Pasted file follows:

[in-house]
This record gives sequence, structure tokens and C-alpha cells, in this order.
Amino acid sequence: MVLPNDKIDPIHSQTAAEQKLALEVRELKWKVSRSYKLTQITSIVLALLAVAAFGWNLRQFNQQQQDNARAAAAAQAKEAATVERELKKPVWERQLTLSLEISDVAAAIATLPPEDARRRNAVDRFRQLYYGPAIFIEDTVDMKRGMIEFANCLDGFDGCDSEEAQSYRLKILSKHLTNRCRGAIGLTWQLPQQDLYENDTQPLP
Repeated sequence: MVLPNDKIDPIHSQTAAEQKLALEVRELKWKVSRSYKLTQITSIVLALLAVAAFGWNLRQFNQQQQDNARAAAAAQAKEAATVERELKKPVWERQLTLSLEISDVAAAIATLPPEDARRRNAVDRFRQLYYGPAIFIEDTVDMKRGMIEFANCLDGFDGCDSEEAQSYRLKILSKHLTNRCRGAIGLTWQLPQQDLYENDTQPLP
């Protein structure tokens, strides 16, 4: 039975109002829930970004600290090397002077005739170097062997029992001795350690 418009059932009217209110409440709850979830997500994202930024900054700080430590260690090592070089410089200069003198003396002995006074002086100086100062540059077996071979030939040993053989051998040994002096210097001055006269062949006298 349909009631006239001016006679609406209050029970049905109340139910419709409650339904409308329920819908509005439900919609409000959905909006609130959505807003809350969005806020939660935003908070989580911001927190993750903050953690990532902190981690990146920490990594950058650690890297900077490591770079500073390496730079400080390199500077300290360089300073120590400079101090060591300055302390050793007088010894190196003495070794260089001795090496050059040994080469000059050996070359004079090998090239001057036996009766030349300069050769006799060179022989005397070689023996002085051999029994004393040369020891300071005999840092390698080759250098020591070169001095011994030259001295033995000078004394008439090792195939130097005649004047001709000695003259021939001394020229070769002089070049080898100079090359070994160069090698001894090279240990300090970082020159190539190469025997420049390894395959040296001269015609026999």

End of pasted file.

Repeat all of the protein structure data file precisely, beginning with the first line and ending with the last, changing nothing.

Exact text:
[in-house]
This record gives sequence, structure tokens and C-alpha cells, in this order.
Amino acid sequence: MVLPNDKIDPIHSQTAAEQKLALEVRELKWKVSRSYKLTQITSIVLALLAVAAFGWNLRQFNQQQQDNARAAAAAQAKEAATVERELKKPVWERQLTLSLEISDVAAAIATLPPEDARRRNAVDRFRQLYYGPAIFIEDTVDMKRGMIEFANCLDGFDGCDSEEAQSYRLKILSKHLTNRCRGAIGLTWQLPQQDLYENDTQPLP
Repeated sequence: MVLPNDKIDPIHSQTAAEQKLALEVRELKWKVSRSYKLTQITSIVLALLAVAAFGWNLRQFNQQQQDNARAAAAAQAKEAATVERELKKPVWERQLTLSLEISDVAAAIATLPPEDARRRNAVDRFRQLYYGPAIFIEDTVDMKRGMIEFANCLDGFDGCDSEEAQSYRLKILSKHLTNRCRGAIGLTWQLPQQDLYENDTQPLP
């Protein structure tokens, strides 16, 4: 039975109002829930970004600290090397002077005739170097062997029992001795350690 418009059932009217209110409440709850979830997500994202930024900054700080430590260690090592070089410089200069003198003396002995006074002086100086100062540059077996071979030939040993053989051998040994002096210097001055006269062949006298 349909009631006239001016006679609406209050029970049905109340139910419709409650339904409308329920819908509005439900919609409000959905909006609130959505807003809350969005806020939660935003908070989580911001927190993750903050953690990532902190981690990146920490990594950058650690890297900077490591770079500073390496730079400080390199500077300290360089300073120590400079101090060591300055302390050793007088010894190196003495070794260089001795090496050059040994080469000059050996070359004079090998090239001057036996009766030349300069050769006799060179022989005397070689023996002085051999029994004393040369020891300071005999840092390698080759250098020591070169001095011994030259001295033995000078004394008439090792195939130097005649004047001709000695003259021939001394020229070769002089070049080898100079090359070994160069090698001894090279240990300090970082020159190539190469025997420049390894395959040296001269015609026999």